Monday, 30 November -0001

Crazy Paving

If you want crazy paving, be prepared to pay crazy prices, says Sam Taylor

Written by Sam Taylor
‘What have the Romans ever done for us?’ cried the People’s Front of Judea. As Life Of Brian fans will know, the list was seemingly endless and it should have included ‘crazy paving’. No backdrop to a film set in ancient Rome is complete without a haphazard assemblage of rocks and stones.

It’s not really clear where the term originates from (presumably a disgruntled homeowner on seeing a chaotically laid patio). But there was a time in the 1970s when DIY enthusiasts embraced this ad-hoc system of piecing together bits of broken stone with gusto. Even chimney breasts fell victim to the craze, as it were.

As a child, I remember my father covering our sitting-room fi replace in a jumble of York stone. It was his first (and possibly last) attempt at home improvement. Decades later, people are still chiselling the remains off similarly endowed walls.

Laid well, crazy paving can actually be rather lovely. If you use a mix of slate and Cornish stone, for instance, it can give the effect of a terrazzo floor, exactly like those laid by the ancient Greeks and Romans. Held together with cement or mortar, the stones weather well and can survive for decades, if not centuries. The cement bases used in Roman constructions are still in use: the Pantheon is a glorious example. However, most of the crazy paving we encounter makes our hearts sink, being lumps of bashed-up paving slabs coated in gritty mortar.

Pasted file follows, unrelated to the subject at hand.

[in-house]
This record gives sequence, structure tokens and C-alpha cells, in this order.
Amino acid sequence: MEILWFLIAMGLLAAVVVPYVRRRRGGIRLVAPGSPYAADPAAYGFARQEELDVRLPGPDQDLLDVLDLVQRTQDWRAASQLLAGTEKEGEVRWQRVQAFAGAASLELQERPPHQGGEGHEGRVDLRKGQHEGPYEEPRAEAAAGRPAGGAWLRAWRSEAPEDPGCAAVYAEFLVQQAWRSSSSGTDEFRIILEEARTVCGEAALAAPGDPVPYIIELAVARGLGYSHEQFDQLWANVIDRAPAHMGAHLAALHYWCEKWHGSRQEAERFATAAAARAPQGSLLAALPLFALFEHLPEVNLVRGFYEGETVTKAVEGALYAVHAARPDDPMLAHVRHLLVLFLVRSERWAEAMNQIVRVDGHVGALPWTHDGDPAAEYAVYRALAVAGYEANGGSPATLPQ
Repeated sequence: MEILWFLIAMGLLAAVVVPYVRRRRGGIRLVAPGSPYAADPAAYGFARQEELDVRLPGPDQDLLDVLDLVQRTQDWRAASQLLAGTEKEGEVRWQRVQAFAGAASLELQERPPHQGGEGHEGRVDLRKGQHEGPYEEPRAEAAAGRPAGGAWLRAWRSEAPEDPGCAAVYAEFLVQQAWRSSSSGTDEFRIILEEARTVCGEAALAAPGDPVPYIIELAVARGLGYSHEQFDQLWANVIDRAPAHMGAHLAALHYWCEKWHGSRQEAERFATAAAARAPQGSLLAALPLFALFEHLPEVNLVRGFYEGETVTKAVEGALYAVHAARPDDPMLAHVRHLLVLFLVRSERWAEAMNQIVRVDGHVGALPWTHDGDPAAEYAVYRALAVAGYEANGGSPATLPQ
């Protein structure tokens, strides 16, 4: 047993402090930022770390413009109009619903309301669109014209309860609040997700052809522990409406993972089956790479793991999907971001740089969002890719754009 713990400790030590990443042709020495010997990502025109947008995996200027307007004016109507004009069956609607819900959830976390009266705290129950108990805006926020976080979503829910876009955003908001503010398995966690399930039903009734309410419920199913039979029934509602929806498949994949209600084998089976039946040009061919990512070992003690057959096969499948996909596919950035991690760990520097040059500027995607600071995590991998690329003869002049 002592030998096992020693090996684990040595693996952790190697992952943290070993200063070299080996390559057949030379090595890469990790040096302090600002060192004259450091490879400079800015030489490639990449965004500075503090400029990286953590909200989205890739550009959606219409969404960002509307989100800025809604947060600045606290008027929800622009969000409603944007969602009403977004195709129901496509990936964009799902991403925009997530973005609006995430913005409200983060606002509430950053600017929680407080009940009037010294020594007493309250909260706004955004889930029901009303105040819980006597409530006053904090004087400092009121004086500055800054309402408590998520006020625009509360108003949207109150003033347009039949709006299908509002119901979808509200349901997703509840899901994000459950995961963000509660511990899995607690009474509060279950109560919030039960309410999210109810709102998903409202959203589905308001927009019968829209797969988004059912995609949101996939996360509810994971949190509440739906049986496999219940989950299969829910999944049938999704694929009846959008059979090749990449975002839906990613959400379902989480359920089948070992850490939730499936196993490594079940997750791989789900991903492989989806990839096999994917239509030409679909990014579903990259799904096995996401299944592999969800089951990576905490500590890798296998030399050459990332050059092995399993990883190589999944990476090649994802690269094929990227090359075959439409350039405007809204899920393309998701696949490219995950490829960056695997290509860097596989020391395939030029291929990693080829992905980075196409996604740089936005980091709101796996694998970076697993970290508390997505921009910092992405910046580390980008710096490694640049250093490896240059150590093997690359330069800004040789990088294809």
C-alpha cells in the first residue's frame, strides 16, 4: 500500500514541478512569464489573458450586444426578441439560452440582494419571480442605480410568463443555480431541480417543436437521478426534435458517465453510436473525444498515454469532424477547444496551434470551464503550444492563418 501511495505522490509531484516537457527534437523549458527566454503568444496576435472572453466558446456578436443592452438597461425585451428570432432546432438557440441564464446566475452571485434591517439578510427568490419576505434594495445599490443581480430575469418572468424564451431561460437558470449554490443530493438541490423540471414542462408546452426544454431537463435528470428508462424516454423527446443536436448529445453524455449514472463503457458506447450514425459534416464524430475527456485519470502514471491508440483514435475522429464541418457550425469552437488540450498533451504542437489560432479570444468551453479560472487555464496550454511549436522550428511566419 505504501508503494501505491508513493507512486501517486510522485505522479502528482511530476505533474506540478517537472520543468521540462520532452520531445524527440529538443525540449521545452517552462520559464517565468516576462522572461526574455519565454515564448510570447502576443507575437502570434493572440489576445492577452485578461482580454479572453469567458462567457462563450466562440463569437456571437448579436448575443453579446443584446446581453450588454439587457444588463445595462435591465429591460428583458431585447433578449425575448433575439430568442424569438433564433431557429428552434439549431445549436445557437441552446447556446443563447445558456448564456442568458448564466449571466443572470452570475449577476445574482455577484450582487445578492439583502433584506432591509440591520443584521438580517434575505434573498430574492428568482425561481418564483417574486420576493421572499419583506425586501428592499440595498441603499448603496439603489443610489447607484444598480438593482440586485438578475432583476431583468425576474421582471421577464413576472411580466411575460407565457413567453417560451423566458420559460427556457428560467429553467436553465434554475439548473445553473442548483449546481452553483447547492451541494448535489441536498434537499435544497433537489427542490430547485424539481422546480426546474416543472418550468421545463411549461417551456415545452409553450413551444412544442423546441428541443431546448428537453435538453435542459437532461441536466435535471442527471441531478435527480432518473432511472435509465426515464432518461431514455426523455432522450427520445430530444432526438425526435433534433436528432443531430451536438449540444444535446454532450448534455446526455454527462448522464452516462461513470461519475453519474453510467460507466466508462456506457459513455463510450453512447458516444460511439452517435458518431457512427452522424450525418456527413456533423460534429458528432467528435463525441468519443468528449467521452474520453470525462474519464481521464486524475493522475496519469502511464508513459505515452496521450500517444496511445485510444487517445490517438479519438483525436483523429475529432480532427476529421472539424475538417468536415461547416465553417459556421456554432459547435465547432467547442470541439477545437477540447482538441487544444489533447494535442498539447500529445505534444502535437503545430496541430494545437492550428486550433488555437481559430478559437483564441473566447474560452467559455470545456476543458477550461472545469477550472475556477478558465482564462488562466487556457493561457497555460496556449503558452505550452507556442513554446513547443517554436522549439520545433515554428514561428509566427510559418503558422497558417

According to Neil the landscaper, if done correctly, it is more expensive to lay crazy paving than the ‘normal’ alternative, because it takes longer to get that messy effect. In short, if you want crazy paving, you have to be prepared to pay crazy prices.

Which is a shame, as I had rather hoped that much of the broken remains of the old patio might somehow be hastily thrown together in a random, ironic way and leave me clear to spend the rest of my small budget on plants. In particular, roses. This would involve a trip to the garden centre, where I will be contributing to the £5 billion a year we spend on plants and other bits and pieces for our gardens. That’s even more than we spend on chocolate.

But as George Eliot famously said, ‘It will never rain roses: when we want to have more roses we must plant more trees.’ And buy them in the first place.

Next week: Catnip

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